(Obviously, everyone was indoors when this happened. When my kids are outside, they're so loud I'm sure every bear within 100 miles is cowering in fear.)

As much as we love our suet birdfeeder, though, we're going to have to take it down for a little while. Because that's why this bear decided to come pay us a visit.

The kids report that the bear then fell off the retaining wall he was perching on to do this, which I really wished I could have seen.


One summer project we're trying to finish is repainting the girls' bedroom. When we moved here ten years ago, I did it bubble-gum pink and apparently that's not cool when you're 16. Or whatever.

The girls chose a color scheme and we went to the paint store for a sample. I was standing at the counter with my two teenage daughters and the cashier asked, "Are you three sisters?"

I just laughed politely, figuring the guy was either joking or thinking "That's one exhausted-looking old lady, let's give her a thrill." 

But then he persisted. He gestured to me and said, "Are you mom, then?"

I was confused. He actually thought we were all sisters? Listen dude, I feel like I'm 150 years old most of the time. Surely that shows.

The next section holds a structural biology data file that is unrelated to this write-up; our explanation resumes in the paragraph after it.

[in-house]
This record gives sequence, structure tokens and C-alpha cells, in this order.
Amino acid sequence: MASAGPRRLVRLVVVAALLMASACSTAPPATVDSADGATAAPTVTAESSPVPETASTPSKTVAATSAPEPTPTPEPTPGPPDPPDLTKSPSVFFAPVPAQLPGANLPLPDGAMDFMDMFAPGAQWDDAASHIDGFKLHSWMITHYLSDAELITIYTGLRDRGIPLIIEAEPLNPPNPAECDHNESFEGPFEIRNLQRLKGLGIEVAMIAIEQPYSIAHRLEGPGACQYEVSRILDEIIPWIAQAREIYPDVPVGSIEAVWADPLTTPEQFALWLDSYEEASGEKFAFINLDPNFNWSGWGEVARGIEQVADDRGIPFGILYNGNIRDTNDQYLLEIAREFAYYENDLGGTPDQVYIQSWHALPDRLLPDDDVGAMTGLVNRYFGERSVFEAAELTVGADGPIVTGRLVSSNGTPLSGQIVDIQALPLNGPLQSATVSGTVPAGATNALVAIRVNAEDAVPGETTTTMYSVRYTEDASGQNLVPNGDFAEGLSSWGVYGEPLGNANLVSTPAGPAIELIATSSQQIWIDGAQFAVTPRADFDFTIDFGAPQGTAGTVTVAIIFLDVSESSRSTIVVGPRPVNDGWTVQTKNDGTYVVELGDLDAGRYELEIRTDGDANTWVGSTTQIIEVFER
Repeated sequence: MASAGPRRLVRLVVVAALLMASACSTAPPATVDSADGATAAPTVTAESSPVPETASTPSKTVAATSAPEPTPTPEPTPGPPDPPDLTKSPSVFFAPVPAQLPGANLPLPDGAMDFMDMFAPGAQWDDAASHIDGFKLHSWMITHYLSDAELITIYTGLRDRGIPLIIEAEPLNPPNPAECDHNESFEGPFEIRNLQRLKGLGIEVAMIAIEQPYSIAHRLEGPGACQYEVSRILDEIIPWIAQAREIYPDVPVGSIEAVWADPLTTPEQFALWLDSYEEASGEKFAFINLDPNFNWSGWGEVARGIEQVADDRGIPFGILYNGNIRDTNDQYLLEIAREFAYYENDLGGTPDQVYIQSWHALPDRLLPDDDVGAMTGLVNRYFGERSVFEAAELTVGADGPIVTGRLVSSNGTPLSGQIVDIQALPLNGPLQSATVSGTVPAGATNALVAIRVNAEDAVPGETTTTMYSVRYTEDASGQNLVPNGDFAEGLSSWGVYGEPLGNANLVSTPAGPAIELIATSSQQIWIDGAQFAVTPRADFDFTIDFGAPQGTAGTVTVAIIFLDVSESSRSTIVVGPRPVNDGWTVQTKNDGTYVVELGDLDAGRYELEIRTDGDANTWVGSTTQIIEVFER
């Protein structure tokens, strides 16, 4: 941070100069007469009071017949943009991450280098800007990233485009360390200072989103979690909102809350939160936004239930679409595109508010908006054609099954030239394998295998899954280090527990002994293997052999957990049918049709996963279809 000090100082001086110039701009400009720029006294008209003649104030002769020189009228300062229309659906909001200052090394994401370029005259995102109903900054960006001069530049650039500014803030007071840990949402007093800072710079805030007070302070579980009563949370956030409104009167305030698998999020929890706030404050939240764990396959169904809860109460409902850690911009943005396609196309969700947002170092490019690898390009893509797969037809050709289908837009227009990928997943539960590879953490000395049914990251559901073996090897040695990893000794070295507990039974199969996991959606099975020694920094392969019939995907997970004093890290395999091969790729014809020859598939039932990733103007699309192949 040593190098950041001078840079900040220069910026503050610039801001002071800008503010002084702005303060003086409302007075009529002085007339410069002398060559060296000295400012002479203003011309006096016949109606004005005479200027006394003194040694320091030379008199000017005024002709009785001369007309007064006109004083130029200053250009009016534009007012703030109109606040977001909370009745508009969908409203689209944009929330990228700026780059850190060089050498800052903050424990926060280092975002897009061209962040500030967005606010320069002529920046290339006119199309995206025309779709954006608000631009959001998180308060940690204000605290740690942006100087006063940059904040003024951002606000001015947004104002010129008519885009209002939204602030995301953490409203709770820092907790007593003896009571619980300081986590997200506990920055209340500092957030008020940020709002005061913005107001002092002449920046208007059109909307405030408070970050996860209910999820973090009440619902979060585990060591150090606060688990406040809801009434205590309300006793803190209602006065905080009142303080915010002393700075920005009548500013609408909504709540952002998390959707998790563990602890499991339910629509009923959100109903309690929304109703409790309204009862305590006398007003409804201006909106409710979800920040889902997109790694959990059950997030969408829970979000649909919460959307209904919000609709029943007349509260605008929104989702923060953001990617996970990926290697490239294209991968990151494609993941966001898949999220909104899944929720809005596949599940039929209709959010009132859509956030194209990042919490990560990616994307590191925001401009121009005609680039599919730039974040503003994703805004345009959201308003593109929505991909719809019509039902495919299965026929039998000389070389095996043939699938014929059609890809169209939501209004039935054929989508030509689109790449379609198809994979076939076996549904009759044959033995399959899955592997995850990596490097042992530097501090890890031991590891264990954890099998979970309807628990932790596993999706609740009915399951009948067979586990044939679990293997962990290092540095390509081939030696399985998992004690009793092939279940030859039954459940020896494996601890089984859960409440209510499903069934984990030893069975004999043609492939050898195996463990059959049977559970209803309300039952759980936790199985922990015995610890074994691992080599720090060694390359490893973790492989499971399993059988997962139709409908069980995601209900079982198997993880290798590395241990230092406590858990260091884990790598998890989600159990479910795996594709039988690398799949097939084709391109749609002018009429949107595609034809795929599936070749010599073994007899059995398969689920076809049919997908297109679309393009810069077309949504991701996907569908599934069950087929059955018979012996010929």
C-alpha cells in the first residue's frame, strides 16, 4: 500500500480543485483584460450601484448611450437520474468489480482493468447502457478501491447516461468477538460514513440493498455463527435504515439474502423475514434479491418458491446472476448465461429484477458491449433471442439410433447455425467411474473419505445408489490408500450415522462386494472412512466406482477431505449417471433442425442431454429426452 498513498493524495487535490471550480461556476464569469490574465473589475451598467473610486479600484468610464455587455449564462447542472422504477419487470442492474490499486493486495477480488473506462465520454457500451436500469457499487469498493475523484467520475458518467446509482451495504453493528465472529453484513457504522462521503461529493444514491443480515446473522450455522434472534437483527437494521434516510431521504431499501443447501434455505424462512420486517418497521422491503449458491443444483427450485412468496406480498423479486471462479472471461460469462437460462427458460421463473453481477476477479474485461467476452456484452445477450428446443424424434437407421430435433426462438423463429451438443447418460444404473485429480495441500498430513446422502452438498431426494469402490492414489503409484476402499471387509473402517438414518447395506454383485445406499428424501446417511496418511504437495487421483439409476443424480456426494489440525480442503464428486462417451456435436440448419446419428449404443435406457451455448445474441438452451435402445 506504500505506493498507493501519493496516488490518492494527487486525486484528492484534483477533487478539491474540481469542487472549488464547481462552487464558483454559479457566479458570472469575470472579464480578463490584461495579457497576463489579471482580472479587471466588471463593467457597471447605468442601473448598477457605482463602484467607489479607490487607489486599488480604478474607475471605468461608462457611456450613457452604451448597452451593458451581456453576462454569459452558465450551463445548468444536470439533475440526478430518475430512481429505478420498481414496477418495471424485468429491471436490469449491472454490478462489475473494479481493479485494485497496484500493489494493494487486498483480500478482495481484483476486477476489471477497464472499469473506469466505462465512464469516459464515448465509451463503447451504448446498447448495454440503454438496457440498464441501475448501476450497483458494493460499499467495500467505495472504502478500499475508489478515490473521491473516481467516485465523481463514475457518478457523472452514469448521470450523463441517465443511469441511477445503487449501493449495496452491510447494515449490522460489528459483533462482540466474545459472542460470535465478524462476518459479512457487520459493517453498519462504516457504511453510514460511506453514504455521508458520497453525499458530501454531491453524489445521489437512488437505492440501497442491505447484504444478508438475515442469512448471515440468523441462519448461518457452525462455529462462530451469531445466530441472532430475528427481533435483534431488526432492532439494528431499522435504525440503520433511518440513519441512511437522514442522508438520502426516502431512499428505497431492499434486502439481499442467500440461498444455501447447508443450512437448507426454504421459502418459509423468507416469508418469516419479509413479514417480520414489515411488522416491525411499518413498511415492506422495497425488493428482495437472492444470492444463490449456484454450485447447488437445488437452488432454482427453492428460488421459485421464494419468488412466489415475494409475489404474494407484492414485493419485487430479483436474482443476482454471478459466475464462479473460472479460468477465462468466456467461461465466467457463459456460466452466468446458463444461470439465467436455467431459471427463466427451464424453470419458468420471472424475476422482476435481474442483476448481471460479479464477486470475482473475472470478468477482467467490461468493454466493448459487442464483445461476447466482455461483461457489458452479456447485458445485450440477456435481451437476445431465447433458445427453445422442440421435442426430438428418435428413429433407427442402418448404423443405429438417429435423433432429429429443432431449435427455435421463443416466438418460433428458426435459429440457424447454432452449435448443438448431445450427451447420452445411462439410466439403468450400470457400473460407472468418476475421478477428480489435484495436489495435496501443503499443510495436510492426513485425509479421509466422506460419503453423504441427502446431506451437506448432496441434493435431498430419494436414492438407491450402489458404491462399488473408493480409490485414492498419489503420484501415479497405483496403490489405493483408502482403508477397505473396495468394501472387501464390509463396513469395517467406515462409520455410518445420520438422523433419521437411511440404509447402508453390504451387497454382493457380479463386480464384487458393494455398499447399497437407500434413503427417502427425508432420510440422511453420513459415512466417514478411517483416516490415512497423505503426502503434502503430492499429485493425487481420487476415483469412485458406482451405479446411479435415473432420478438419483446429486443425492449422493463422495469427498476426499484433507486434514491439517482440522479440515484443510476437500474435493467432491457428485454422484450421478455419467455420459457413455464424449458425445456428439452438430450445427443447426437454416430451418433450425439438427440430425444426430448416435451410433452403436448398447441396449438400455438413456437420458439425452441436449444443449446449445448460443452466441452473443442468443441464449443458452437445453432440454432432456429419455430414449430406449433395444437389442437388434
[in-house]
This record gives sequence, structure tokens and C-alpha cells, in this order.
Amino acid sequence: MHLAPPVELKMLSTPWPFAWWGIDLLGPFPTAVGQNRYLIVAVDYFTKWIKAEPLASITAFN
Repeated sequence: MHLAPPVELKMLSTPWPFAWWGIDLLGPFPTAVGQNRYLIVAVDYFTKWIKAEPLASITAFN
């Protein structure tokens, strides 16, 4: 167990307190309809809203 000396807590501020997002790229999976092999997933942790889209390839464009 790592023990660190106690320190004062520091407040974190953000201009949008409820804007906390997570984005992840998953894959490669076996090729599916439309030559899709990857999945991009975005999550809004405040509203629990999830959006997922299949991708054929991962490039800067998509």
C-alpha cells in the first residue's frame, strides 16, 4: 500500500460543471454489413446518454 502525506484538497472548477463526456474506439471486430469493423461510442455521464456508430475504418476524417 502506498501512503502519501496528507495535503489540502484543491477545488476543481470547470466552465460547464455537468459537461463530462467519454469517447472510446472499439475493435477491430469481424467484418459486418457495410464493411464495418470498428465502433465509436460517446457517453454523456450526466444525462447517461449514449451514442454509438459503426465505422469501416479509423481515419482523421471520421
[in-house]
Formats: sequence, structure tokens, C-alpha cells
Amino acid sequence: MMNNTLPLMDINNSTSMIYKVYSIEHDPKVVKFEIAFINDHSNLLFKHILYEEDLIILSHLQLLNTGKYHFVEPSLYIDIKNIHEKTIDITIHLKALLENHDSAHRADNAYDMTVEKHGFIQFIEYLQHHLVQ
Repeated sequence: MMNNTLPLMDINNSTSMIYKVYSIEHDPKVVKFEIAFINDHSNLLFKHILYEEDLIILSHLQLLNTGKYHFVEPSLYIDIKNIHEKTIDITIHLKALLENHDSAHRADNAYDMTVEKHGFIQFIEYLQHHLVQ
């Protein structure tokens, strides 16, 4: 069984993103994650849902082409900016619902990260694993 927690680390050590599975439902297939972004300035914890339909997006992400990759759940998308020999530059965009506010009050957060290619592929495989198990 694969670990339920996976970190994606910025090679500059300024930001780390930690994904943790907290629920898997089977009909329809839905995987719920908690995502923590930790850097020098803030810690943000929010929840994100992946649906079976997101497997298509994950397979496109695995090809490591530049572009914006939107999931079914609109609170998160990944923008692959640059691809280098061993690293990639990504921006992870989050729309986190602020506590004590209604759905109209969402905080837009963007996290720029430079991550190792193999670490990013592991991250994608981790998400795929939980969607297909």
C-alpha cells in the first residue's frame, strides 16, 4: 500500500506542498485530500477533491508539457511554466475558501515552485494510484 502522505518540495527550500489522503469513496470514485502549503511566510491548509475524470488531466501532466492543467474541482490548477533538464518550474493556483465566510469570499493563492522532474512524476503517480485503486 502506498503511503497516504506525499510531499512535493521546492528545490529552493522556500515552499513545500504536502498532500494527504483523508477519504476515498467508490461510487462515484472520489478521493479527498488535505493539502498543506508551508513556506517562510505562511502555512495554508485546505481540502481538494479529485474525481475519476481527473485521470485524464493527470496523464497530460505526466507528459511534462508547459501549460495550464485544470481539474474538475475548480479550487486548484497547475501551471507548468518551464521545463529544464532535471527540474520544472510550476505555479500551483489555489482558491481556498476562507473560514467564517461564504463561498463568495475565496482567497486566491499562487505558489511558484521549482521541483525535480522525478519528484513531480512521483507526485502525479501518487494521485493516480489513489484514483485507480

After we left, I asked my daughters what just happened, and one pointed out "Well, we are wearing masks so 70% of our faces are covered." 

Okay, I guess that makes more sense.


The other project we've been doing is clearing out the basement. Random stuff collects and possibly multiplies down there, and we need to get rid of it if this "finishing the basement" thing is really going to happen.

One item down there is an old ping-pong ball table, in such sad shape we can't really even give it away. I wanted to pay to dispose of it at the transfer station, but Phillip said he could take it apart and hack it up so we could just put it in trash bags for free.

A little while later, I went to check on his progress and he'd made a desk out of it.


He said he was going to cut it up and throw it away, but then got to thinking about how we probably needed another study desk for the kids, so he made this:

Waste not, want not.

I love that man.

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Friday, September 4, 2020

7 Quick Takes about Stadium Seating, Planning Ahead for Cheese Time, and Secretly Thinking Things Are a Little Weird

It's 7 Quick Takes Friday! How was your week?